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Scripps Florida Scientist Awarded $1.4 Million in Federal Stimulus Funds to Study Drug Targets in Alzheimer's, Alcoholism

Four Other Scripps Florida Scientists Receive Grants Totaling More Than $1 Million

Jupiter, FL, September 29, 2009 – A scientist from The Scripps Research Institute's Florida campus has been awarded a pair of research grants from the National Institutes of Health (NIH) totaling just over $1.4 million to pursue drug discovery work in both Alzheimer's disease and alcoholism.

The grants have gone to Claes Wahlestedt, who is professor and director of Neuroscience Discovery at Scripps Florida.

The first Wahlestedt grant, which will fund the study of non-coding RNA modulators in Alzheimer's disease, is for approximately $924,000 over two years; the other award, about $484,000 for one year, will be used to study and develop novel ligands for a specific receptor that plays a role in alcohol dependence.

The studies are being funded through the American Recovery and Reinvestment Act, the economic stimulus package passed by the Congress in February.

Other Scripps Florida scientists receiving funding through the Recovery and Reinvestment Act include John Cleveland, head of the Department of Cancer Biology, with approximately $368,000 for two years; Tom Kodadek, a professor in the Scripps Research Department of Chemistry and Department of Cancer Biology, with some $374,000 for two years; William Roush, a professor in the Department of Chemistry and executive director of the Scripps Florida Department of Medical Chemistry, with approximately $389,000 for two years; and Glenn Micalizio, an associate professor in the Department of Chemistry, with about $318,000 for two years.

To date about 100 Scripps Research Institute investigators in California and Florida have won supplemental grants from the NIH under the Recovery and Reinvestment Act.

An Under-Studied Disease

"These are two new applications that were awarded under the economic stimulus program from the NIH," Wahlestedt said, "and they will help move our research forward in two very important areas. The key to our ongoing research is that we shouldn't duplicate what's already being done but should seek out under-studied areas like drug discovery for alcohol abuse where any progress could truly have an impact on patient lives."

Alcohol dependence is not considered a major target by companies in the biotech-pharmaceutical industry, Wahlestedt said.

"In our study, we are searching for novel ligands for the nociceptin receptor," he said.

The nociceptin receptor may be involved in some brain disorders and could be a novel target in the development of new drugs to treat alcohol abuse; drug candidates bind to proteins like the nociceptin receptor and alter their function.

In the new study, Wahlestedt said he would work closely with Tom Bannister, associate scientific director of the Scripps Florida Translational Research Institute who will help design and synthesize novel receptor ligands through cheminformatics and various compound libraries; cheminformatics uses computers to store and retrieve vast amounts of information about chemical compounds used in molecular design.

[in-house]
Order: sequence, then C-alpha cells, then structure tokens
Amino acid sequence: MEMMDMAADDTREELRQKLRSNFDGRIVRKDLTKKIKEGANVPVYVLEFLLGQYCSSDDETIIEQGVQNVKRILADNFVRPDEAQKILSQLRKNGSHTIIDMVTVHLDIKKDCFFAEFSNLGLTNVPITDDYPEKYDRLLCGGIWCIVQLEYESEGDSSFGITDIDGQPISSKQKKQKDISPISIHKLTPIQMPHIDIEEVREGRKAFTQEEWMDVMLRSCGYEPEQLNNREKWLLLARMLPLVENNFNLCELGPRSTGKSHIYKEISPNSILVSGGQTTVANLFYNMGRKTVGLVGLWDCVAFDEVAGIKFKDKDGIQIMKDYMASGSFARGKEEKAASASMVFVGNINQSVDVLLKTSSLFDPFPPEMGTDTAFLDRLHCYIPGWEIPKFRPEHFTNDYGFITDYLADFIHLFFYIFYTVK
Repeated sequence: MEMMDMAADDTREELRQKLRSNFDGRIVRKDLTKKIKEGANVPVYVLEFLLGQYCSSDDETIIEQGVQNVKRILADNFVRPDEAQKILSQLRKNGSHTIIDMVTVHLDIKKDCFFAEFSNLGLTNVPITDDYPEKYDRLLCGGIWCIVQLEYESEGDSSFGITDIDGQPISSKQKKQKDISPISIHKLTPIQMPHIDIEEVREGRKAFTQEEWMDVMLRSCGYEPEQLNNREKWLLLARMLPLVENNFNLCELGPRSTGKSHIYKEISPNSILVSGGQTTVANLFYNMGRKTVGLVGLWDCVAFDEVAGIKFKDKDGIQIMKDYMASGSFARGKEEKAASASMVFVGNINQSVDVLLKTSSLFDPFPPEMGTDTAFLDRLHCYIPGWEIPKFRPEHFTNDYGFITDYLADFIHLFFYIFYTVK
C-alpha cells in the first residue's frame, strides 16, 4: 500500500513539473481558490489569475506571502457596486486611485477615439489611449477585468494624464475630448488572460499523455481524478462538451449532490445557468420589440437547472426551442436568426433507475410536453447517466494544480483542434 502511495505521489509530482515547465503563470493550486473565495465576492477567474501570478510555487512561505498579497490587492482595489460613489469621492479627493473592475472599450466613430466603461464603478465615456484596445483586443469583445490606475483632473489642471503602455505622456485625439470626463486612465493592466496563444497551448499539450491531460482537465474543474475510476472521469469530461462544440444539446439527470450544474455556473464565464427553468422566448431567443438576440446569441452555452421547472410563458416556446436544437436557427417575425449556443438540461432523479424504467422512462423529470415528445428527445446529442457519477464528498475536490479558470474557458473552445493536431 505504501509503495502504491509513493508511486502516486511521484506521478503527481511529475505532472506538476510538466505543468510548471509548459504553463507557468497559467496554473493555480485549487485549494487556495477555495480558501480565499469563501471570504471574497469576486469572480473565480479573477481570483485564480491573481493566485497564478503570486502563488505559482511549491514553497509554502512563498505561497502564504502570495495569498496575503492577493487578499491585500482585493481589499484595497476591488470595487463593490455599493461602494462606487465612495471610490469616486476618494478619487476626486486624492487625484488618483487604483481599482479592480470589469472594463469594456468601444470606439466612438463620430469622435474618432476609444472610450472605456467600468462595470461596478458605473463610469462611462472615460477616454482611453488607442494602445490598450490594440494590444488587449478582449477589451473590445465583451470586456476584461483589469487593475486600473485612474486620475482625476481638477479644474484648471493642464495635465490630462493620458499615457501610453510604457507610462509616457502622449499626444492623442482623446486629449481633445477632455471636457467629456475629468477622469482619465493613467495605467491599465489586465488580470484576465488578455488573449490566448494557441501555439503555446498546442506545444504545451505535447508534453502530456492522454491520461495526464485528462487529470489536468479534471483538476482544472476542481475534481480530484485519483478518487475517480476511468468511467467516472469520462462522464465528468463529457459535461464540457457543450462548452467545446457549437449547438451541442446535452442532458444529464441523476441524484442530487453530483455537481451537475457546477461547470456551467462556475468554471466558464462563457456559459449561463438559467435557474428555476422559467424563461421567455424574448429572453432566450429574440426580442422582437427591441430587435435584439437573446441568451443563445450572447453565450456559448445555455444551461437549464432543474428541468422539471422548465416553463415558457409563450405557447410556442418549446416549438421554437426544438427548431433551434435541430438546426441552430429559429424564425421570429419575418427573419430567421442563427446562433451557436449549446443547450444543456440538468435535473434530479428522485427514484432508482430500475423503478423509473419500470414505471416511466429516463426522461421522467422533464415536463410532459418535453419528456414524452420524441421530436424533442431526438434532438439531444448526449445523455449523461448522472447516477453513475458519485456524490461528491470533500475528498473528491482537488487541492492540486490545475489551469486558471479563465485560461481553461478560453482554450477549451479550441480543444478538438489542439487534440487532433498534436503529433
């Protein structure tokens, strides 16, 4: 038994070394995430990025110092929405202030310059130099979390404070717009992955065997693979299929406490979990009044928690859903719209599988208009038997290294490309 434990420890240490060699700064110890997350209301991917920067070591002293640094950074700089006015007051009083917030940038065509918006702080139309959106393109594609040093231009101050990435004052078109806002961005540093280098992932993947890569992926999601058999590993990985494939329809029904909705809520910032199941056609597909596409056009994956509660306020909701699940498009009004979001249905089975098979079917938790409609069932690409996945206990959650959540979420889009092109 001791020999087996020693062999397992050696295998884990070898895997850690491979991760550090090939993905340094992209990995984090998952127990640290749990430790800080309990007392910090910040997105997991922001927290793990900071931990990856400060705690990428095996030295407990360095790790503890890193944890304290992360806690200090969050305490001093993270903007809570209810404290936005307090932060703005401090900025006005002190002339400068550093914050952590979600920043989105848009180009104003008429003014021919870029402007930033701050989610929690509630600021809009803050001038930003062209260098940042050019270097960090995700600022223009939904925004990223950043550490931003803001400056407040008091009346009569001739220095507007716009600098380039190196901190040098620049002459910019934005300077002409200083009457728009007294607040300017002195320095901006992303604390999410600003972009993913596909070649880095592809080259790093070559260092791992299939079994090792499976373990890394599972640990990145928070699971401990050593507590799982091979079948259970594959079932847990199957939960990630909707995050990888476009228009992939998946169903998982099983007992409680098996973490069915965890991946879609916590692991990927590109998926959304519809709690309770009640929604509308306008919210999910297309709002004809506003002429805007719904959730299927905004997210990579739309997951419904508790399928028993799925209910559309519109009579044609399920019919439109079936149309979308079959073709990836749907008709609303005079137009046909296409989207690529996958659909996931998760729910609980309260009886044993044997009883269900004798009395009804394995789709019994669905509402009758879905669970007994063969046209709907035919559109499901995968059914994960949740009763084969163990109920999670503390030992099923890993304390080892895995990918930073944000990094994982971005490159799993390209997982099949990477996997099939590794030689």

An Area of Interest

The two-year Alzheimer's disease study is an expansion of Wahlestedt's longtime interest in the disease. In research published in 2008, Wahlestedt and his colleagues showed that a noncoding form of RNA controlled the expression of β-secretase-1 (BACE1), an enzyme critical to Alzheimer's disease progression. Their work offered a rare positive glimpse of therapeutic potential in what has been a difficult research area.

There are several different types of small non-coding RNA, including microRNA and small interfering RNA (siRNA). The Wahlestedt laboratory also has a strong interest in long non-coding RNA, which regulate gene expression.

"Once again we're trying to gain a deeper understanding of the disease by creating a comprehensive inventory of non-coding RNA associated with Alzheimer's disease," Wahlestedt said. "We hope to develop biomarkers that can be used to determine the efficacy of potential treatments during clinical trials. While this is still very experimental, we think it could develop into something with a very practical use."

Currently, the most established source of biomarkers is cerebrospinal fluid (CSF), which can be obtained by lumbar puncture – sometimes known as a spinal tap.

About The Scripps Research Institute

The Scripps Research Institute is one of the world's largest independent, non-profit biomedical research organizations, at the forefront of basic biomedical science that seeks to comprehend the most fundamental processes of life. Scripps Research is internationally recognized for its discoveries in immunology, molecular and cellular biology, chemistry, neurosciences, autoimmune, cardiovascular, and infectious diseases, and synthetic vaccine development. Established in its current configuration in 1961, it employs approximately 3,000 scientists, postdoctoral fellows, scientific and other technicians, doctoral degree graduate students, and administrative and technical support personnel. Scripps Research is headquartered in La Jolla, California with a second campus located in Jupiter, Florida. Research at Scripps Florida focuses on basic biomedical science, drug discovery, and technology development.


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